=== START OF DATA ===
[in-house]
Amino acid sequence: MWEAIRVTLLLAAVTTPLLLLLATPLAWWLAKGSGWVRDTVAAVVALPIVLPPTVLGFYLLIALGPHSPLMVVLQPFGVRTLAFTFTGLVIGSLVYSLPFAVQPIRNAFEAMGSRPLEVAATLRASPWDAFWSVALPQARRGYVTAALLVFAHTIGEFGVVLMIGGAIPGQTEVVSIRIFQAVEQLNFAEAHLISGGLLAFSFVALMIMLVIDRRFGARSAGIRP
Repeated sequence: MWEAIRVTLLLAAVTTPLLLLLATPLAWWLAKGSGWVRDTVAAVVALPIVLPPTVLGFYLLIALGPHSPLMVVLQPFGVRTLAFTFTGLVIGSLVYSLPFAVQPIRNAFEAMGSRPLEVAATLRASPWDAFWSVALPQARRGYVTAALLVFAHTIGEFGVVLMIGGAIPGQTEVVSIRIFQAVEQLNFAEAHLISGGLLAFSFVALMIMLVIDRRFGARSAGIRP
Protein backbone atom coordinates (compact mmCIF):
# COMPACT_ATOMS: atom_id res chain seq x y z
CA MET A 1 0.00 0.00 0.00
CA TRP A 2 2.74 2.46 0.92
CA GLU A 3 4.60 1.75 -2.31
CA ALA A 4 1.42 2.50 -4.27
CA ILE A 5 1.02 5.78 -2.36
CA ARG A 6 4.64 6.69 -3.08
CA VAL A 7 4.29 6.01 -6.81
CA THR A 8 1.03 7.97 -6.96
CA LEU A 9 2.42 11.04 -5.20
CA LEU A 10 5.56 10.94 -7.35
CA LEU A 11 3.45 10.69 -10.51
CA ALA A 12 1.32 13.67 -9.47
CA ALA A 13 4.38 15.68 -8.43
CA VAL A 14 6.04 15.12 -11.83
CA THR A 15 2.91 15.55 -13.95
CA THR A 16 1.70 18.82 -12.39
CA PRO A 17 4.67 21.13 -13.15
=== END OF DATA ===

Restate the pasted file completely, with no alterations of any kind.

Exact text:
[in-house]
Amino acid sequence: MWEAIRVTLLLAAVTTPLLLLLATPLAWWLAKGSGWVRDTVAAVVALPIVLPPTVLGFYLLIALGPHSPLMVVLQPFGVRTLAFTFTGLVIGSLVYSLPFAVQPIRNAFEAMGSRPLEVAATLRASPWDAFWSVALPQARRGYVTAALLVFAHTIGEFGVVLMIGGAIPGQTEVVSIRIFQAVEQLNFAEAHLISGGLLAFSFVALMIMLVIDRRFGARSAGIRP
Repeated sequence: MWEAIRVTLLLAAVTTPLLLLLATPLAWWLAKGSGWVRDTVAAVVALPIVLPPTVLGFYLLIALGPHSPLMVVLQPFGVRTLAFTFTGLVIGSLVYSLPFAVQPIRNAFEAMGSRPLEVAATLRASPWDAFWSVALPQARRGYVTAALLVFAHTIGEFGVVLMIGGAIPGQTEVVSIRIFQAVEQLNFAEAHLISGGLLAFSFVALMIMLVIDRRFGARSAGIRP
Protein backbone atom coordinates (compact mmCIF):
# COMPACT_ATOMS: atom_id res chain seq x y z
CA MET A 1 0.00 0.00 0.00
CA TRP A 2 2.74 2.46 0.92
CA GLU A 3 4.60 1.75 -2.31
CA ALA A 4 1.42 2.50 -4.27
CA ILE A 5 1.02 5.78 -2.36
CA ARG A 6 4.64 6.69 -3.08
CA VAL A 7 4.29 6.01 -6.81
CA THR A 8 1.03 7.97 -6.96
CA LEU A 9 2.42 11.04 -5.20
CA LEU A 10 5.56 10.94 -7.35
CA LEU A 11 3.45 10.69 -10.51
CA ALA A 12 1.32 13.67 -9.47
CA ALA A 13 4.38 15.68 -8.43
CA VAL A 14 6.04 15.12 -11.83
CA THR A 15 2.91 15.55 -13.95
CA THR A 16 1.70 18.82 -12.39
CA PRO A 17 4.67 21.13 -13.15